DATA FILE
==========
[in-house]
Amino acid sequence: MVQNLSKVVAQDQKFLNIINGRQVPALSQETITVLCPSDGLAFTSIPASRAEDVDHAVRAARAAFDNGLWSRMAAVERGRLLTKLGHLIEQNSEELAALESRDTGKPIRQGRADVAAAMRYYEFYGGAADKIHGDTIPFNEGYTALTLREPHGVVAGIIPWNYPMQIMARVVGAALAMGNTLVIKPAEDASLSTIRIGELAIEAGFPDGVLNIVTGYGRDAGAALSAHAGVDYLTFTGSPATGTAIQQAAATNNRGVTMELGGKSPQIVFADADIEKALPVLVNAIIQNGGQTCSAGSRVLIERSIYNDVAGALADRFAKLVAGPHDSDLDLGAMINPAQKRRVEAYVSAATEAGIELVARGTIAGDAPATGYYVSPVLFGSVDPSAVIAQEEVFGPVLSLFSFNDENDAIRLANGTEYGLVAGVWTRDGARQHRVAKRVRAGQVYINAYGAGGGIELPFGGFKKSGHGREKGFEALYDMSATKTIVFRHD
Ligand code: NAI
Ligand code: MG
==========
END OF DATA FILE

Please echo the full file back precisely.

[in-house]
Amino acid sequence: MVQNLSKVVAQDQKFLNIINGRQVPALSQETITVLCPSDGLAFTSIPASRAEDVDHAVRAARAAFDNGLWSRMAAVERGRLLTKLGHLIEQNSEELAALESRDTGKPIRQGRADVAAAMRYYEFYGGAADKIHGDTIPFNEGYTALTLREPHGVVAGIIPWNYPMQIMARVVGAALAMGNTLVIKPAEDASLSTIRIGELAIEAGFPDGVLNIVTGYGRDAGAALSAHAGVDYLTFTGSPATGTAIQQAAATNNRGVTMELGGKSPQIVFADADIEKALPVLVNAIIQNGGQTCSAGSRVLIERSIYNDVAGALADRFAKLVAGPHDSDLDLGAMINPAQKRRVEAYVSAATEAGIELVARGTIAGDAPATGYYVSPVLFGSVDPSAVIAQEEVFGPVLSLFSFNDENDAIRLANGTEYGLVAGVWTRDGARQHRVAKRVRAGQVYINAYGAGGGIELPFGGFKKSGHGREKGFEALYDMSATKTIVFRHD
Ligand code: NAI
Ligand code: MG